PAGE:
Kilkenny On a Budget
In addition to art galleries, historic buildings, craft and design workshops, theatre, comedy, public gardens and museums, Kilkenny is also a popular home base for exploring the surrounding countryside of Ireland. From festivals in music and art to historic structures and outdoor adventures, Kilkenny has become one of Ireland's most visited towns, and makes a great stop on a 7-day Ireland itinerary.
SightsThe most prominent feature of the town is, by far, Kilkenny Castle. Built in 1195, the stone structure existed as a great defense of the town and symbol of Norman occupation. Since then, it has gone through many facelifts, resulting in a blend of architectural styles. For almost 600 years the castle was the residence of the powerful Butler family, but it is now open to the public year-round with extensive grounds and a charming rose garden.
St. Canice's Cathedral and Round Tower is another sight that stands today as one of Ireland's most popular visitor and heritage sites. The present building dates back to the 13th century and is the second longest cathedral in Ireland. The accompanying 9th Century Round Toweris is one of only two such medieval round towers in Ireland, and can be climbed to the top for spectacular views of Kilkenny from 100 feet up.
Another major tourist draw to Kilkenny is the Tudor Rothe House, a restored 1594 merchant's house built around two courtyards. Today, the historic building acts as the headquarters for the Kilkenny Archaeological Society, with their library and museum. The house consists of museum exhibits including a well-worn Viking sword, a period costume collection, a genealogical study center as well as a quaint walled garden modeled after that of the early 17th century.
Other historic attractions of the city include St. Mary's Cathedral, Kells Priory, Kilkenny Town Hall, Black Abbey, and Jerpoint Abbey.
NeighborhoodsThe center of activity in the city of Kilkenny lies just to the west of Kilkenny Castle along Parliament Street, High Street, Patrick Street, and St. Kieran Street. The stretch is dotted with pubs, bars, cafes, coffee stops, book shops, antique stores, toy stores, jewelry and accessories, guest houses, and inns all quaintly squeezed together behind cobbled sidewalks. There are also a number of historic buildings in the midst of the bustle as well as a bridge dubbed John's Bridge since the Middle Ages that stretches from the center of town across the River Nore.
ActivitiesKilkenny is well known for its culture in the arts with craft and design workshops, the Watergate Theatre, public gardens, and museums. Kilkenny Design, located in the former stables of Kilkenny Castle, showcases the best of contemporary Irish craft including textiles, knitwear, pottery, and jewelry, amongst others. The National Craft Gallery is also located close by and has become Ireland's foremost center for contemporary craft and design. The Gallery features Irish and cutting-edge international designers, artists, and artisans across a variety of disciplines, and hosts an eclectic range of exhibitions. The Kilkenny Arts Festival is a major event of Kilkenny culture, celebrating theatre, dance, the visual arts and crafts, as well as all forms of music and literature. Other popular events include the Cat Laughs Comedy Festival, as well as the Rhythm and Roots and Source Festivals for music.
Beyond the culture, Kilkenny is a popular base from which to explore the surrounding towns, villages and countryside. Castlecomer Discover Park offers one such outdoor getaway, featuring an 80-acre activity park with walking trails, kids' play areas, fishing lakes, and a canopy walkway. Another worthwhile attraction, located just 15 minutes outside of town is Dunmore Cave. Consisting of a series of chambers formed over millions of years, this ancient cave contains some of the finest calcite formations found in Ireland-one of the most impressive being a stalagmite more than six-meters high, known as the Market Cross. The Visitor Centre contains excavated items such as bones, coins, and simple tools, many of which date from the 10th century.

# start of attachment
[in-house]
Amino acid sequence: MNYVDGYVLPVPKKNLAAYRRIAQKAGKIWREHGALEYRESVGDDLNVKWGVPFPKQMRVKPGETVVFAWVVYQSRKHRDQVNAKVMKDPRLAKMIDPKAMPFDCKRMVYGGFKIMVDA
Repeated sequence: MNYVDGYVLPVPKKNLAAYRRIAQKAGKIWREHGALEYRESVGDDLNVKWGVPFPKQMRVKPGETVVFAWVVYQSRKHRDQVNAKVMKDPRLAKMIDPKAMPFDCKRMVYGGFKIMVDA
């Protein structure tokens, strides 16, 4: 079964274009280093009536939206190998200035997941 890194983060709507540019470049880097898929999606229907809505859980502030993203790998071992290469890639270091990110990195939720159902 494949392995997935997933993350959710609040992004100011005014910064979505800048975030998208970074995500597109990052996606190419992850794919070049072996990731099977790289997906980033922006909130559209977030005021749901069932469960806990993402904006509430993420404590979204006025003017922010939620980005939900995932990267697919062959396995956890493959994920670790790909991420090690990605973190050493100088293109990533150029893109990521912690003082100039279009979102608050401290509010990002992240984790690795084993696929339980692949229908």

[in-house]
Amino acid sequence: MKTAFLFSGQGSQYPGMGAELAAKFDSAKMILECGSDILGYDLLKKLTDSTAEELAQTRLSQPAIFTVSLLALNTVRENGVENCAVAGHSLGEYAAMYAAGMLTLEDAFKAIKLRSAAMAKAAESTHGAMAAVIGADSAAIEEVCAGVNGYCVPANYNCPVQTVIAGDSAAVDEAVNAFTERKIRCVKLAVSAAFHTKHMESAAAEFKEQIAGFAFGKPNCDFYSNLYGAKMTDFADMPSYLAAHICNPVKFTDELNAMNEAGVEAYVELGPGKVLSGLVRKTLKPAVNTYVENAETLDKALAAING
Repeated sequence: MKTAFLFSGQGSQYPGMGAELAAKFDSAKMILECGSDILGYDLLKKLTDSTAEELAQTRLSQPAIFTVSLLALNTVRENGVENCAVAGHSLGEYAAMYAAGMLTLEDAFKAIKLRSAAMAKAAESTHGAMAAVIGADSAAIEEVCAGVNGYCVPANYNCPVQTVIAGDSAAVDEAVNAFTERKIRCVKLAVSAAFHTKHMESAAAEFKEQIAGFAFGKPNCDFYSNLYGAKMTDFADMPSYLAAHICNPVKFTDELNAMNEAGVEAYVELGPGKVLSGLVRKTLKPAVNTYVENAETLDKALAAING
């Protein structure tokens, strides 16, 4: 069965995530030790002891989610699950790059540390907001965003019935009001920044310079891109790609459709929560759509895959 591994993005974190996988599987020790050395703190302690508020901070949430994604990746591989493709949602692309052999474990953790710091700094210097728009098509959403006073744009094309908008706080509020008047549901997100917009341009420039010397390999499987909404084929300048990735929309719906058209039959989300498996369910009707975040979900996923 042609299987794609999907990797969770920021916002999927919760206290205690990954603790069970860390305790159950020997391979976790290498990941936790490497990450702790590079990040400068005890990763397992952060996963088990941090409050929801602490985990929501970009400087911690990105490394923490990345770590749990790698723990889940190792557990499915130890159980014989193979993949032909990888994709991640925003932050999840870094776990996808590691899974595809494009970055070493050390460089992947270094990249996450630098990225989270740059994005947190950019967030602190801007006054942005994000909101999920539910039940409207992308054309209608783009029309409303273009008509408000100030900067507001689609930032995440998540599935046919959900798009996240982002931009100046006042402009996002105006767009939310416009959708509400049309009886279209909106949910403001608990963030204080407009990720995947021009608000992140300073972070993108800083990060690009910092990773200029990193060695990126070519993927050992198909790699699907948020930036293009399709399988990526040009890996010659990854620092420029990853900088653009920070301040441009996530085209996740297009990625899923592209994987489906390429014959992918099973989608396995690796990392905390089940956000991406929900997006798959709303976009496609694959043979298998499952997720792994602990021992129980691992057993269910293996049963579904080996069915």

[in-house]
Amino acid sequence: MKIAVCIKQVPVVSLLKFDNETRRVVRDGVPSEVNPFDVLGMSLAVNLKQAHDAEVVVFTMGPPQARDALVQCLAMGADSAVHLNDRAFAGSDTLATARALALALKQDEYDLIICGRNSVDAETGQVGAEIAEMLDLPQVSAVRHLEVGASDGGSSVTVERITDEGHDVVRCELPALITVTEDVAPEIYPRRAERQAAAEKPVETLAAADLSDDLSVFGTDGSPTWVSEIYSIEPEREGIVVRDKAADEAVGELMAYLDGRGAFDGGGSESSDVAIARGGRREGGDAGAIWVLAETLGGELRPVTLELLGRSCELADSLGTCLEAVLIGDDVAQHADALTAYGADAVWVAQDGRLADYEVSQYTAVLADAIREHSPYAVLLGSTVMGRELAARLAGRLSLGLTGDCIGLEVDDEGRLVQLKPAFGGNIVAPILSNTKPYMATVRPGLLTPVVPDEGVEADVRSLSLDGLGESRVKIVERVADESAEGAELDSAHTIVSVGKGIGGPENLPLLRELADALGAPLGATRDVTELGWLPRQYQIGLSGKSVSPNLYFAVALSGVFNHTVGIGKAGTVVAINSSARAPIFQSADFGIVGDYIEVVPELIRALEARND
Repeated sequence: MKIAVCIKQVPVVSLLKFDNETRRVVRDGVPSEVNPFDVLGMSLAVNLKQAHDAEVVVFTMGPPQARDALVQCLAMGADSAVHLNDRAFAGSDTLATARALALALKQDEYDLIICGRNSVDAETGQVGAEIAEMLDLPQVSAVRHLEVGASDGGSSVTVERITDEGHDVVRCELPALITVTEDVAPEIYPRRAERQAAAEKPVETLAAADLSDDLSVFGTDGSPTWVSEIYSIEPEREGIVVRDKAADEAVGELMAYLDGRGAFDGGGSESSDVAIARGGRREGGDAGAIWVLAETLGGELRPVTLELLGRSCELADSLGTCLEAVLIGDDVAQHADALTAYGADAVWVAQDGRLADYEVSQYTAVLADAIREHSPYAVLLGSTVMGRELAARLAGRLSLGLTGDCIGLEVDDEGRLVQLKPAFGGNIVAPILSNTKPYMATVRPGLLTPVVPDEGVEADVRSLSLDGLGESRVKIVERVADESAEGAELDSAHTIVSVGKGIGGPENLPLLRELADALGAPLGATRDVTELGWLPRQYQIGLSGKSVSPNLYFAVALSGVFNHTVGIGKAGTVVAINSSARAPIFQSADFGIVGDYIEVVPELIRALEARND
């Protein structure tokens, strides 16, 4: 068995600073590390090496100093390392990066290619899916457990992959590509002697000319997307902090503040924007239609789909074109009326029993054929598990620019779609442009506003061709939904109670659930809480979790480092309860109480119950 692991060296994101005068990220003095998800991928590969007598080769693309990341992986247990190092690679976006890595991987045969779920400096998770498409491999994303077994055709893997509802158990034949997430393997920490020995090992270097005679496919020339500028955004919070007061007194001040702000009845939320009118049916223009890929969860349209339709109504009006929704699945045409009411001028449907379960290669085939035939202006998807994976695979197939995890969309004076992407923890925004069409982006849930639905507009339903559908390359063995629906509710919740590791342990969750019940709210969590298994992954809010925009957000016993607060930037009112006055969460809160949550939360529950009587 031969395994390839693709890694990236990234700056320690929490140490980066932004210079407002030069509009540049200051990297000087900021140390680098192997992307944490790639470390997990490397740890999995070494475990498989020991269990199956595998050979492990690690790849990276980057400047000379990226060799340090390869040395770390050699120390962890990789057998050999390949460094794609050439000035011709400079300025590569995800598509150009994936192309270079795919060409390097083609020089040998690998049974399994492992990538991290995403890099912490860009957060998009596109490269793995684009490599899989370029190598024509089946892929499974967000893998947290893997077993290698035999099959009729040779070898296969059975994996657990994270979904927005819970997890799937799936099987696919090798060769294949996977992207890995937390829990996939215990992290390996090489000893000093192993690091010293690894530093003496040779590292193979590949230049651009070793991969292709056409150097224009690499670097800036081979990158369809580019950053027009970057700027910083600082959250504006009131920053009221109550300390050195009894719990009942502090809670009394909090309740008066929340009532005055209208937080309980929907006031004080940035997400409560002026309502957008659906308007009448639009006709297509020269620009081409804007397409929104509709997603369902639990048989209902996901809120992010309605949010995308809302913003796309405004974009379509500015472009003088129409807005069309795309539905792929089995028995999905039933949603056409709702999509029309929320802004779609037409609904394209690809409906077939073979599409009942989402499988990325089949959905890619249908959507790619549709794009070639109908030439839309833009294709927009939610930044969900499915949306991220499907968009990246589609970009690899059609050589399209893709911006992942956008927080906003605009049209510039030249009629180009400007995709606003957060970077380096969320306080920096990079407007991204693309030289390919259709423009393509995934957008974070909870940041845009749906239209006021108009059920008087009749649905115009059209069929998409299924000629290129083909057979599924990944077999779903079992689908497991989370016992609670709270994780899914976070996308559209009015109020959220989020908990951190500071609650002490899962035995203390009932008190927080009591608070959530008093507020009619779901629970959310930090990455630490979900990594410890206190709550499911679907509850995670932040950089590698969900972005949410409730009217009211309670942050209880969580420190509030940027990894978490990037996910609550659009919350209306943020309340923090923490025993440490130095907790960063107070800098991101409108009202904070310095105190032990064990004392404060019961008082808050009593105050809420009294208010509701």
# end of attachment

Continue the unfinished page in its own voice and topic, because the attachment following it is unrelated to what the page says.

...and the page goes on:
Food and DiningWhat is an Irish town without a few good pubs? Some of Kilkenny's best includes places like Matt The Millers Bar & Restaurant with traditional fare and live Irish music, the medieval Kyteler's Inn which was once the home of Dame Alice Kyteler tried for witchcraft, as well as Tynan's Bridge House Bar which comes to life at night with foot stomping tunes and Irish hospitality. For those of you who don't know, traditional Irish cuisine ranges from things like beef & Guinness stew and shepherd's pie to bangers and mash and fish and chips. As far as dessert goes, traditional favorites include Apple Tarts and Sherry Trifle, and don't forget to sample a native brew of Smithwicks, Guinness, or Harp.
TransportationThe Kilkenny railway station is called McDonagh Station with trains running on the Dublin-Waterford line, providing connections in Waterford to Clonmel and stations to Limerick Junction. At Kildare connecting trains provide links to Ballina, Westport, Galway, Ennis, Ballybrophy, Nenagh, Limerick, Killarney, Tralee and Cork.
The nearest airport with scheduled services is Waterford Airport, which is about 60 km away. A more substantial range of destinations is available from Dublin Airport and Cork Airport, which are both in the region of 150 km away.
Bus services are provided locally by Bus Eireann, from Dublin by JJ Kavanagh and Sons Service, as well as by Dublin Coach Waterford Kilkenny Dublin Bus Service (provides connection to Dublin Airport).
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Train and Bus Prices
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